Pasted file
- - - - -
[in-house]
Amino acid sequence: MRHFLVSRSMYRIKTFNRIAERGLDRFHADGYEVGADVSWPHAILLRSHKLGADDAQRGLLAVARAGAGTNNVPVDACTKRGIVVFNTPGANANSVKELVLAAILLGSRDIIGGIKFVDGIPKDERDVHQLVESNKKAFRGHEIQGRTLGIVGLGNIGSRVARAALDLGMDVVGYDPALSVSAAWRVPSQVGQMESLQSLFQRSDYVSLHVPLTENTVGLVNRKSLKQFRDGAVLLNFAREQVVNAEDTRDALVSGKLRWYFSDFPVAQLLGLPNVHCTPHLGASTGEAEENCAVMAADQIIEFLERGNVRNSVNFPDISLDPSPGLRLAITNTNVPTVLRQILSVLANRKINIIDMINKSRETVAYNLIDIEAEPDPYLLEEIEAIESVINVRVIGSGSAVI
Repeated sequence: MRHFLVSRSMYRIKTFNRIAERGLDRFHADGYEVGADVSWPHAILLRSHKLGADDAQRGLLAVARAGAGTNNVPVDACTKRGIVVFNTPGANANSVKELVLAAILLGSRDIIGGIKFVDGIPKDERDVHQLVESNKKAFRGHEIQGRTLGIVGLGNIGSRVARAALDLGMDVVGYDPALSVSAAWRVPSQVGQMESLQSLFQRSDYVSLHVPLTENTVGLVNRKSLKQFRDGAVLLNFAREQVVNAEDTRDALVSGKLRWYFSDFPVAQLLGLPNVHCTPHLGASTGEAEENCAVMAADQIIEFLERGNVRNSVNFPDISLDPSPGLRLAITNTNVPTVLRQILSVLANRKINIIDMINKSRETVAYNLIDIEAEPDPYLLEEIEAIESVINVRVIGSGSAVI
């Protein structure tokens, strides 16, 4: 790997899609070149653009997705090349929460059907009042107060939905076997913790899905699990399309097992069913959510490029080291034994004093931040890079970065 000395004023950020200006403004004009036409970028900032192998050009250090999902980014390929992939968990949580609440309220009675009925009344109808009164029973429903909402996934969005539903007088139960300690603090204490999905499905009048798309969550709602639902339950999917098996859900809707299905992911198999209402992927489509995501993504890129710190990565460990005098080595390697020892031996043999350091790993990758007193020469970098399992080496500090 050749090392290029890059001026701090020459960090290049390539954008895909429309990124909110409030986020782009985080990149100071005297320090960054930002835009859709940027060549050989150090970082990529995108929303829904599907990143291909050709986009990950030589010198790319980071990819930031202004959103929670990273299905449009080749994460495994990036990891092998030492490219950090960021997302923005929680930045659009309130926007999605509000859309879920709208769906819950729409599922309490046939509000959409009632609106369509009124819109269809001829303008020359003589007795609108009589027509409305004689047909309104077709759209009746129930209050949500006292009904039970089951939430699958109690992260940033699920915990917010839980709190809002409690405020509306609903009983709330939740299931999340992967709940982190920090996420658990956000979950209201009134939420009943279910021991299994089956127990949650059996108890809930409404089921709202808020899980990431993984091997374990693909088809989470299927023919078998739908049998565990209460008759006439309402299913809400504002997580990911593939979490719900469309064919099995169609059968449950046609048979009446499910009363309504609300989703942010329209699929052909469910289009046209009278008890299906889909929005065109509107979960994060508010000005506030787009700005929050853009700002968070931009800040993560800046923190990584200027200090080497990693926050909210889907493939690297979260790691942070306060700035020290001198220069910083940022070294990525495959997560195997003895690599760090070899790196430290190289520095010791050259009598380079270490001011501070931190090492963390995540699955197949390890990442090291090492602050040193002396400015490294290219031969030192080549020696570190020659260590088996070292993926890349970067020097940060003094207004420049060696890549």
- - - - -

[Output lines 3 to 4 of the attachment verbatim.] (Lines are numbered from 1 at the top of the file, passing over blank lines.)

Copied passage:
Repeated sequence: MRHFLVSRSMYRIKTFNRIAERGLDRFHADGYEVGADVSWPHAILLRSHKLGADDAQRGLLAVARAGAGTNNVPVDACTKRGIVVFNTPGANANSVKELVLAAILLGSRDIIGGIKFVDGIPKDERDVHQLVESNKKAFRGHEIQGRTLGIVGLGNIGSRVARAALDLGMDVVGYDPALSVSAAWRVPSQVGQMESLQSLFQRSDYVSLHVPLTENTVGLVNRKSLKQFRDGAVLLNFAREQVVNAEDTRDALVSGKLRWYFSDFPVAQLLGLPNVHCTPHLGASTGEAEENCAVMAADQIIEFLERGNVRNSVNFPDISLDPSPGLRLAITNTNVPTVLRQILSVLANRKINIIDMINKSRETVAYNLIDIEAEPDPYLLEEIEAIESVINVRVIGSGSAVI
């Protein structure tokens, strides 16, 4: 790997899609070149653009997705090349929460059907009042107060939905076997913790899905699990399309097992069913959510490029080291034994004093931040890079970065 000395004023950020200006403004004009036409970028900032192998050009250090999902980014390929992939968990949580609440309220009675009925009344109808009164029973429903909402996934969005539903007088139960300690603090204490999905499905009048798309969550709602639902339950999917098996859900809707299905992911198999209402992927489509995501993504890129710190990565460990005098080595390697020892031996043999350091790993990758007193020469970098399992080496500090 050749090392290029890059001026701090020459960090290049390539954008895909429309990124909110409030986020782009985080990149100071005297320090960054930002835009859709940027060549050989150090970082990529995108929303829904599907990143291909050709986009990950030589010198790319980071990819930031202004959103929670990273299905449009080749994460495994990036990891092998030492490219950090960021997302923005929680930045659009309130926007999605509000859309879920709208769906819950729409599922309490046939509000959409009632609106369509009124819109269809001829303008020359003589007795609108009589027509409305004689047909309104077709759209009746129930209050949500006292009904039970089951939430699958109690992260940033699920915990917010839980709190809002409690405020509306609903009983709330939740299931999340992967709940982190920090996420658990956000979950209201009134939420009943279910021991299994089956127990949650059996108890809930409404089921709202808020899980990431993984091997374990693909088809989470299927023919078998739908049998565990209460008759006439309402299913809400504002997580990911593939979490719900469309064919099995169609059968449950046609048979009446499910009363309504609300989703942010329209699929052909469910289009046209009278008890299906889909929005065109509107979960994060508010000005506030787009700005929050853009700002968070931009800040993560800046923190990584200027200090080497990693926050909210889907493939690297979260790691942070306060700035020290001198220069910083940022070294990525495959997560195997003895690599760090070899790196430290190289520095010791050259009598380079270490001011501070931190090492963390995540699955197949390890990442090291090492602050040193002396400015490294290219031969030192080549020696570190020659260590088996070292993926890349970067020097940060003094207004420049060696890549």